Is Your Farmland Registered? Here Is Why You May Wish To Consider Voluntary Registration

                          Charlotte Wright

Written by Charlotte Wright, Solicitor at Spire Solicitors LLP.

Since compulsory first registration was introduced many properties are now registered with the Land Registry as a result of a trigger event occurring, such as a change of ownership or a new mortgage. However it is estimated approximately 25% of land in England & Wales remains unregistered. This is particularly prevalent with farmland which has often remained in the same ownership for decades. The question is “Why should you bother voluntarily registering your land and not just wait until registration is automatically triggered?”

  • Ownership Protection – As a farmer, your land is your livelihood. The Land Registry is the government department responsible for land ownership in England and Wales. Registered land is guaranteed by the state and will give you greater security of title which is particularly important for agricultural holdings.
  • Evidence of Ownership – A registered title provides an up to date record of who owns the land, eliminating the need to examine the past history of the title. This helps put your estate in good order for the benefit of future generations.
  • Reduced Future Costs – A registered title produces an easy to read document reflecting ownership. Professionals will spend less time examining historic unregistered documents which could result in a reduction in future costs as the procedure is simplified.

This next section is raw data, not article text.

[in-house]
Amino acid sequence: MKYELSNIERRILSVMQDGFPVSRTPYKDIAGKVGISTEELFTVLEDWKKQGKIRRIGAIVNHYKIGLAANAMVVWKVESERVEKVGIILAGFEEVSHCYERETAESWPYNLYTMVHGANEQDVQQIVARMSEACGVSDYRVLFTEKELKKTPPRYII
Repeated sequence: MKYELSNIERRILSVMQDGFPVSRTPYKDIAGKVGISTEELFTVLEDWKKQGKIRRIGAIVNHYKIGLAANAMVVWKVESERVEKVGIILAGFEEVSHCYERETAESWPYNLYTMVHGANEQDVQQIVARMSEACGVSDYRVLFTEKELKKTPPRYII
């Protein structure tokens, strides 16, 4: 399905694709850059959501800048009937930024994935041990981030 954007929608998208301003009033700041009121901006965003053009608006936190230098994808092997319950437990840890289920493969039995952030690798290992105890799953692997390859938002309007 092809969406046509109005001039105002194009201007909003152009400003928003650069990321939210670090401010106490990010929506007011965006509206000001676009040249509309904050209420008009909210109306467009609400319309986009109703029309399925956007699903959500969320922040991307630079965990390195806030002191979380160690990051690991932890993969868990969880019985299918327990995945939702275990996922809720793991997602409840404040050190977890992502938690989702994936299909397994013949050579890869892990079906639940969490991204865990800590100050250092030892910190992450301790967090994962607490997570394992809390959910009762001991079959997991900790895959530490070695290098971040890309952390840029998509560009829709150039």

• Efficiency – A Land Registry Title Plan will accompany your registration and show the extent of your land ownership. This assists you in managing your land as efficiently as possible. This can be extremely useful if you are considering borrowing against the land as a potential lender will be able to quickly and easily see the extent of your ownership which reduces valuation costs. As title information is kept on the Land Registry’s database there is no need to store old deeds and documents which can often get lost over time.
  • Adverse Possession – Claims are less common and you have improved protection against the possibility of losing title to adverse possession (‘squatters right”).
  • Reduction in Fees – The Land Registry offers a 25% fee reduction when land is registered on a voluntary basis.
  • Family Knowledge – Farmland has often been within the same family for generations. This historic knowledge is invaluable when it comes to registering land as over the years boundaries may have become irregular or rights of access, service or maintenance not formally recorded. It is much easier to resolve these issues whilst the person with the benefit of the knowledge it still able to assist.

For all these reasons we would advise owners of unregistered land to think about making an application for voluntary first registration. If you are considering registering your farmland or property please contact Charlotte Wright, a solicitor in our Agricultural Team, on 01362 692 424.